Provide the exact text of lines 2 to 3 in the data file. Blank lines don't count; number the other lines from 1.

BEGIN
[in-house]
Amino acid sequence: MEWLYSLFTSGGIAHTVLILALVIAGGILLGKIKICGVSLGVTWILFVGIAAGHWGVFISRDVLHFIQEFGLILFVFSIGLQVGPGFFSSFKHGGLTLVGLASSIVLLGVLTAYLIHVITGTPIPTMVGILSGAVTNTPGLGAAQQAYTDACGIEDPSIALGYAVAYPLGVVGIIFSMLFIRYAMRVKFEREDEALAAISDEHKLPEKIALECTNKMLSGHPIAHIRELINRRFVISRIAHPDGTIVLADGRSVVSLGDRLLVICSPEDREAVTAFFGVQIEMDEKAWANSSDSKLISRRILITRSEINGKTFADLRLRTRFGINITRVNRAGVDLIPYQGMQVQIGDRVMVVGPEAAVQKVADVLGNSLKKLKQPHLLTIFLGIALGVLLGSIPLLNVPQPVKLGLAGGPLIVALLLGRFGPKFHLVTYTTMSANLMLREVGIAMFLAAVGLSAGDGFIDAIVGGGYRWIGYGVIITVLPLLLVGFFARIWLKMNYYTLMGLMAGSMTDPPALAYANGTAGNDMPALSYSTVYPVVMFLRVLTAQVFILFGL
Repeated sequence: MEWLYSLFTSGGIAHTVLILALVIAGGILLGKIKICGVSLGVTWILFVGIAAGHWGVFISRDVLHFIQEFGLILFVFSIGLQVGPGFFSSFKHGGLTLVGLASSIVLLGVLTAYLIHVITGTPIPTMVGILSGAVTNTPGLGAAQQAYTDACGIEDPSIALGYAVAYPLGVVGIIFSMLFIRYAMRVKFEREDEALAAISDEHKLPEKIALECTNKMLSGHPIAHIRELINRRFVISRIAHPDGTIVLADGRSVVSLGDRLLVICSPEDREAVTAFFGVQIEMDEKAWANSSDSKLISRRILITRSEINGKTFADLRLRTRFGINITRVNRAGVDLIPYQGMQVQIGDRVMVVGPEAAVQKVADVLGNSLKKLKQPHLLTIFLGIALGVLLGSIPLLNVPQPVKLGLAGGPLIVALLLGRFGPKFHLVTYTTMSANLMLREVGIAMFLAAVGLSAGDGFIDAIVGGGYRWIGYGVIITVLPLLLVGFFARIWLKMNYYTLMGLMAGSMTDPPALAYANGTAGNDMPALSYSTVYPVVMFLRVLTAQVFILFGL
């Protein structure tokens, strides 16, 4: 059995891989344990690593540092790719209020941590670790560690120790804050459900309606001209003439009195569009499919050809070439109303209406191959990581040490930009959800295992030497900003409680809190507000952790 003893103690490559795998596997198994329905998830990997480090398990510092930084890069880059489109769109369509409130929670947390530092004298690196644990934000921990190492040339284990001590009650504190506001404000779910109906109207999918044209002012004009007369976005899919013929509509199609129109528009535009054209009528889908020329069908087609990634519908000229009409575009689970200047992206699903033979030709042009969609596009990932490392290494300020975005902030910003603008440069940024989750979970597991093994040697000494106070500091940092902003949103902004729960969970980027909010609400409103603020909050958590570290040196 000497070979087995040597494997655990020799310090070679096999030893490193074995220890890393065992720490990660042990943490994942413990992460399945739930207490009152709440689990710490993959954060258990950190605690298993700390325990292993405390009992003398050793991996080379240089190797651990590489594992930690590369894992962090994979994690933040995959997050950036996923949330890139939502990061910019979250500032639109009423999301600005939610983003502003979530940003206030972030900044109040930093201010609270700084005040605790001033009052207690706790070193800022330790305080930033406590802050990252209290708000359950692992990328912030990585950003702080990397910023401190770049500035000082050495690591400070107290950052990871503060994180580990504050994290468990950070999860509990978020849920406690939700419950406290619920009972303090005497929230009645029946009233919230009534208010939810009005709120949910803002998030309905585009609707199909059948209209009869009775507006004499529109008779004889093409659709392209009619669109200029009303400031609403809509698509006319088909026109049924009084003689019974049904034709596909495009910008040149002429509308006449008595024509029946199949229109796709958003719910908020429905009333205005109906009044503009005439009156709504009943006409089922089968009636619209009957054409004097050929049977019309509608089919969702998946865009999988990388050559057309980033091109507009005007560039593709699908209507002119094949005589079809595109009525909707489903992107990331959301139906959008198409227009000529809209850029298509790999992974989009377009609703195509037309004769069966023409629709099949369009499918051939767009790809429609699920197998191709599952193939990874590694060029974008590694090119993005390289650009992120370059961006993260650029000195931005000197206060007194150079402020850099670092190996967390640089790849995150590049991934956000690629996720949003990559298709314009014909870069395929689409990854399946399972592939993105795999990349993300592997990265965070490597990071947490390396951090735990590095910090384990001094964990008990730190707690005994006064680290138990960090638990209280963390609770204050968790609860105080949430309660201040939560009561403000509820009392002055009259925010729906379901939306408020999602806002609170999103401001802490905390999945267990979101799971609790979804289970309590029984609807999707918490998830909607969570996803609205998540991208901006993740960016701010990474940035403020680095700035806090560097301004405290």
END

Amino acid sequence: MEWLYSLFTSGGIAHTVLILALVIAGGILLGKIKICGVSLGVTWILFVGIAAGHWGVFISRDVLHFIQEFGLILFVFSIGLQVGPGFFSSFKHGGLTLVGLASSIVLLGVLTAYLIHVITGTPIPTMVGILSGAVTNTPGLGAAQQAYTDACGIEDPSIALGYAVAYPLGVVGIIFSMLFIRYAMRVKFEREDEALAAISDEHKLPEKIALECTNKMLSGHPIAHIRELINRRFVISRIAHPDGTIVLADGRSVVSLGDRLLVICSPEDREAVTAFFGVQIEMDEKAWANSSDSKLISRRILITRSEINGKTFADLRLRTRFGINITRVNRAGVDLIPYQGMQVQIGDRVMVVGPEAAVQKVADVLGNSLKKLKQPHLLTIFLGIALGVLLGSIPLLNVPQPVKLGLAGGPLIVALLLGRFGPKFHLVTYTTMSANLMLREVGIAMFLAAVGLSAGDGFIDAIVGGGYRWIGYGVIITVLPLLLVGFFARIWLKMNYYTLMGLMAGSMTDPPALAYANGTAGNDMPALSYSTVYPVVMFLRVLTAQVFILFGL
Repeated sequence: MEWLYSLFTSGGIAHTVLILALVIAGGILLGKIKICGVSLGVTWILFVGIAAGHWGVFISRDVLHFIQEFGLILFVFSIGLQVGPGFFSSFKHGGLTLVGLASSIVLLGVLTAYLIHVITGTPIPTMVGILSGAVTNTPGLGAAQQAYTDACGIEDPSIALGYAVAYPLGVVGIIFSMLFIRYAMRVKFEREDEALAAISDEHKLPEKIALECTNKMLSGHPIAHIRELINRRFVISRIAHPDGTIVLADGRSVVSLGDRLLVICSPEDREAVTAFFGVQIEMDEKAWANSSDSKLISRRILITRSEINGKTFADLRLRTRFGINITRVNRAGVDLIPYQGMQVQIGDRVMVVGPEAAVQKVADVLGNSLKKLKQPHLLTIFLGIALGVLLGSIPLLNVPQPVKLGLAGGPLIVALLLGRFGPKFHLVTYTTMSANLMLREVGIAMFLAAVGLSAGDGFIDAIVGGGYRWIGYGVIITVLPLLLVGFFARIWLKMNYYTLMGLMAGSMTDPPALAYANGTAGNDMPALSYSTVYPVVMFLRVLTAQVFILFGL